We always encouraged our boys to be true to their inner nerd. Why? Because nerds rule the world.

United by a single shared interest

We always encouraged our boys to be true to their inner nerd.

Why? Because nerds rule the world. More importantly, nerds also use their imagination in creative ways, often becoming absorbed in thoroughly exploring one interest after another.

Growing up, my boys went through multiple phases where they were obsessed with one thing or another, from collecting Beanie Babies, to Pokemon cards and the linkable Game boy games, to Magic trading cards that started multiplying in binders and late night competitions with their friends. Sure, they both played sports, but gravitated more towards Terry Pratchett’s books and the Lord of the Rings. They were never Trekkies because their Mom was a Star Wars fan instead, which also may explain why they became fans of Dr. Who in college. At every step they seemed to connect with other fans of the genre, and became part of that special community.

Often these communities self-identify themselves with a name or acronym.

For example, Dr. Who fans are Whovians. Those people that make armor and weapons out of foam and fight in troll/orc/warrior costumes out in some field? They are sometimes referred to as LARPers (Live Action Role Players). I just recently found out that fans still exist for My Little Pony — a Brony is a male (but sometimes female) fan, while a Pegasister seems to always be female — and, perhaps scarily, even have their own dating site. Mystery Science Theatre fans seem to be called a MSTie, while TVDFans refer to those that follow The Vampire Diaries.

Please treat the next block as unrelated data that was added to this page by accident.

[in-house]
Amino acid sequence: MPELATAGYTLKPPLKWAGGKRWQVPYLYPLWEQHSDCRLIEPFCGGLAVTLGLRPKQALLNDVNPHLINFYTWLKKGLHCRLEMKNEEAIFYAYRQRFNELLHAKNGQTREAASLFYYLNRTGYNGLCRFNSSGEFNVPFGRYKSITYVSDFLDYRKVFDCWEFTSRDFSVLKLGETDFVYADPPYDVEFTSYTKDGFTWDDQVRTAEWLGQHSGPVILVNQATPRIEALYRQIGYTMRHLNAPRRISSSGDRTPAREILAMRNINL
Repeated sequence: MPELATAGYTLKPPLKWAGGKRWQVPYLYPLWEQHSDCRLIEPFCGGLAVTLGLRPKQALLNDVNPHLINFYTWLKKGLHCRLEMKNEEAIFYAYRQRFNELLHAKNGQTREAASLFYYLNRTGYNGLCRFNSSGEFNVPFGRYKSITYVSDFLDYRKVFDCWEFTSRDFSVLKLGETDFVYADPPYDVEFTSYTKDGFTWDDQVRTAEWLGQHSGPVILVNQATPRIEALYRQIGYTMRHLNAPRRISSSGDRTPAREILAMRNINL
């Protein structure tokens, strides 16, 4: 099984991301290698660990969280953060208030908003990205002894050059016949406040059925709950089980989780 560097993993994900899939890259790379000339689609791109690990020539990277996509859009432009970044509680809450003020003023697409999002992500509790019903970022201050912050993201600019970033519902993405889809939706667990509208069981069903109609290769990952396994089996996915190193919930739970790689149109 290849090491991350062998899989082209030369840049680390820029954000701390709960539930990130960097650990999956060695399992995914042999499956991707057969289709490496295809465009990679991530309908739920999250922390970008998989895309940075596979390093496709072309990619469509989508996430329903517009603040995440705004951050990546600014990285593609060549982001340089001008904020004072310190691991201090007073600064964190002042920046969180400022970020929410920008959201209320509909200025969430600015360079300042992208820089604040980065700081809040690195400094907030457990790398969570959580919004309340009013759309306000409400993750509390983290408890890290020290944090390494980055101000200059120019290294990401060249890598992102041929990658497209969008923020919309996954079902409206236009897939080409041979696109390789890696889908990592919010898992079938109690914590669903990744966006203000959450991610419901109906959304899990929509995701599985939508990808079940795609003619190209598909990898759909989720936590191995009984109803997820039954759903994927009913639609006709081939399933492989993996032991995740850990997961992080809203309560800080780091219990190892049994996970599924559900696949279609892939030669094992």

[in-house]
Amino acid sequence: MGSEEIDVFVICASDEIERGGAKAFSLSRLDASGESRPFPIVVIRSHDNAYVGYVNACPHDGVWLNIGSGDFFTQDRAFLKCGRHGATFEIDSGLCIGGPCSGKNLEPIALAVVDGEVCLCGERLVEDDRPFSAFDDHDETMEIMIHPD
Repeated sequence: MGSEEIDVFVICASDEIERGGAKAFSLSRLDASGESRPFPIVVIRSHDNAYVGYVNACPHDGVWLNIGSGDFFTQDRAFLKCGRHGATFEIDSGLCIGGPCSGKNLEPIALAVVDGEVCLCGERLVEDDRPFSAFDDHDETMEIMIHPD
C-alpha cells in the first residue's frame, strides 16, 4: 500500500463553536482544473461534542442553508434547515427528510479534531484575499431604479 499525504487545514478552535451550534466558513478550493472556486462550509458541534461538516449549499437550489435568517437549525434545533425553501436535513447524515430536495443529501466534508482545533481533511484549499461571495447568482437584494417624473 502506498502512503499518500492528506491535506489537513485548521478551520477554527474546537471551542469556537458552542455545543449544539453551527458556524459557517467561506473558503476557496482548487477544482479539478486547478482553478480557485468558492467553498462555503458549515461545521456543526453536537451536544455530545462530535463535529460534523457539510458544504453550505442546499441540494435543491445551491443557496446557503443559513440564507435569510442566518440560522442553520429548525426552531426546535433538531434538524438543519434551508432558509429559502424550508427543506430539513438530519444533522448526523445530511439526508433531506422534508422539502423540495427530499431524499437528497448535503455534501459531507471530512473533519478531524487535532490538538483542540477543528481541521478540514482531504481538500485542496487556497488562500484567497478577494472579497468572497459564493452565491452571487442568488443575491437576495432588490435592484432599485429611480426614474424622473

Both none of these fans compare to a certain type of Korean Pop fan called a Sasaeng. These fans are known for obsessively stalking their K-Pop idols to where it seems to be better if what they do is illegal (breaking into their homes, stealing things, etc.) There are even businesses that have been started to appeal to these fans, including special taxi services that have formed in order to help these fans stalk their idols. (I only hope that these specific nerds won’t rule the world some day.)

What I find most interesting is how people form communities based upon what they share in common.

Economic backgrounds, education levels, even the color of their hair do not keep them out of the group. They are united by a single, shared interest.

You know, that sounds a lot like how credit unions were formed, doesn’t it?

Kent Dicken

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